The RSC Belgium programme for 2019 was also looking good and pretty much complete. Highlights included a possible trip to Hamburg in June to visit DESY and the new XFEL facility that is set to revolutionise our understanding in the biological sciences; the Kitchen Chemistry schools tour in September that is largely funded by the first RSC Outreach Grant to be awarded to any section outside the UK and Republic of Ireland (another first for RSC Belgium!); and the Istvan Marko Memorial Symposium at Louvain-La-Neuve that the section will be supporting and is attracting some notable speakers.
In anticipation of the elections, the Chair wished Bob Crichton well as the incoming Section Chair and welcomed Matt Andrews to the committee.
Three ordinary members were elected to the committee (Rita Woodward, Matt Andrews, and William Darnley) and the three Section officers were elected with Bob Crichton becoming Chair, Julie Tupenny remaining as Treasurer, and Tim Reynolds moving to the role of Section Secretary.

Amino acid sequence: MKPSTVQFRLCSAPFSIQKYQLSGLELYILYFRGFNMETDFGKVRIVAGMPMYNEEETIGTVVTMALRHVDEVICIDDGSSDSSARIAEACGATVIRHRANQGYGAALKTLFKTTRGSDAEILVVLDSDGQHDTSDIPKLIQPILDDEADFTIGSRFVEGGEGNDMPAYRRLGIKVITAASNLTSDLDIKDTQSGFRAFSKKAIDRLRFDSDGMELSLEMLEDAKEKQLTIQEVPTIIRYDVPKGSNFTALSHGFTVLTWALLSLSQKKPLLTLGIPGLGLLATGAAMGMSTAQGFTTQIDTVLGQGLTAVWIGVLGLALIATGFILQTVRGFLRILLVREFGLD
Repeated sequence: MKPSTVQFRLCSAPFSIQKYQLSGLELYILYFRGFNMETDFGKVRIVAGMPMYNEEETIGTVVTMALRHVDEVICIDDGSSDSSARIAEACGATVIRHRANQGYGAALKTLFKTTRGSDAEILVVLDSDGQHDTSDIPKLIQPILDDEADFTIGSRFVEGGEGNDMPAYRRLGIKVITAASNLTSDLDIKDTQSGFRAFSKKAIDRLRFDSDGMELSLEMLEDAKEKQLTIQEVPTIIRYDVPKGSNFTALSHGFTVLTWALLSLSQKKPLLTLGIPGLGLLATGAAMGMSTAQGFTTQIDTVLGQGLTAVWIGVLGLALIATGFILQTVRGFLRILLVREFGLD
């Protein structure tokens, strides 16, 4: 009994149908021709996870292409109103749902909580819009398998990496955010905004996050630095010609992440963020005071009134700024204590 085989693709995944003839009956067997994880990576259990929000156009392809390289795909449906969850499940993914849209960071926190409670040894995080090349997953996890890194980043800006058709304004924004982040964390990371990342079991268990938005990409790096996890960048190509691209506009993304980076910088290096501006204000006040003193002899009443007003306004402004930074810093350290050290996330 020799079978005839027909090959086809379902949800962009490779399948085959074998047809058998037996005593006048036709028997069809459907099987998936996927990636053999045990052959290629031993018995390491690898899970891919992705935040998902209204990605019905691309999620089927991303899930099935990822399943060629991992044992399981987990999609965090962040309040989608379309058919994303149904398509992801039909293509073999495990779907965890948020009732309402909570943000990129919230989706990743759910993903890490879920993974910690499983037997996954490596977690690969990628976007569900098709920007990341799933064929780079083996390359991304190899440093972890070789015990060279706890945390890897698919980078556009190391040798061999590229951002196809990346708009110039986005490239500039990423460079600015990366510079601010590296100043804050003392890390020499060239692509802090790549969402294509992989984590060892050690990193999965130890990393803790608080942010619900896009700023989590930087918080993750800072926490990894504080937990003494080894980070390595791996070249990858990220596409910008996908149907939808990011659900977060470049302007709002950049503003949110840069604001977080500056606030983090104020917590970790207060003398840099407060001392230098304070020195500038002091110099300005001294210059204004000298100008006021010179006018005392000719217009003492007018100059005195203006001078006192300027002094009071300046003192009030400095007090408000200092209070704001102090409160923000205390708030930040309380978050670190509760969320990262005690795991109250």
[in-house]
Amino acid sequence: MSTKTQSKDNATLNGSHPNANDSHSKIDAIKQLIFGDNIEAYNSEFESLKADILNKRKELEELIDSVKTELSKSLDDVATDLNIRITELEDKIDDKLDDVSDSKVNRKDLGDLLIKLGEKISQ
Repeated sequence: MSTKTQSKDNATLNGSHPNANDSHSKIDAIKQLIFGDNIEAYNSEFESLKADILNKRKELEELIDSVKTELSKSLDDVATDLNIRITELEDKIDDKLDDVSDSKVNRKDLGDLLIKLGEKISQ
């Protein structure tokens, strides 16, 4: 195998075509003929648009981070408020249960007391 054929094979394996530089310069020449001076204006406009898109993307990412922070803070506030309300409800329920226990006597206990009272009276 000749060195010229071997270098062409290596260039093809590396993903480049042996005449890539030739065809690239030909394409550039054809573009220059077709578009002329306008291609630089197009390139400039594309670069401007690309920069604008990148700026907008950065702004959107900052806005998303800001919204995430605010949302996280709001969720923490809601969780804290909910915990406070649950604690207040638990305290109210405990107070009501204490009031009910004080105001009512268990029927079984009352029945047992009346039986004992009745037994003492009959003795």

Election to the committee is for a two-year term and David Terrell and Jane Downing are currently in mid-term on the committee. The full composition of the RSC Belgium section committee can be found here. The first meeting of the 2019 committee took place on 5 March 2019.
All business being completed the meeting adjourned at 19:59 and the Annual Dinner commenced. You can access the full draft Minutes of the 2019 AGM here. These minutes will be presented to the AGM of the Royal Society of Chemistry’s Belgium Section in 2020 for approval.
Sunday, 13 January 2019